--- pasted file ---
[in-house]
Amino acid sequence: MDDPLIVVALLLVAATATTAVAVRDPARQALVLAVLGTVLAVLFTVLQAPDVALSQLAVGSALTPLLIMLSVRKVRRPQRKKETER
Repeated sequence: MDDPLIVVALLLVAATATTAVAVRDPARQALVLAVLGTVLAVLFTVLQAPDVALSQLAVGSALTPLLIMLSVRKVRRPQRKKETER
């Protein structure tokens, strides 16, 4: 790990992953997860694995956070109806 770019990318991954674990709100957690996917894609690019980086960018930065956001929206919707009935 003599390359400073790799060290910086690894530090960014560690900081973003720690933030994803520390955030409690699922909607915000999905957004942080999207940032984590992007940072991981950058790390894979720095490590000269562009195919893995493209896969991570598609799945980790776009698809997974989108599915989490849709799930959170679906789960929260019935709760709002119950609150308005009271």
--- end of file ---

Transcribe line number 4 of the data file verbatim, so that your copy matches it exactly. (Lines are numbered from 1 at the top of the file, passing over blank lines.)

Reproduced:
């Protein structure tokens, strides 16, 4: 790990992953997860694995956070109806 770019990318991954674990709100957690996917894609690019980086960018930065956001929206919707009935 003599390359400073790799060290910086690894530090960014560690900081973003720690933030994803520390955030409690699922909607915000999905957004942080999207940032984590992007940072991981950058790390894979720095490590000269562009195919893995493209896969991570598609799945980790776009698809997974989108599915989490849709799930959170679906789960929260019935709760709002119950609150308005009271």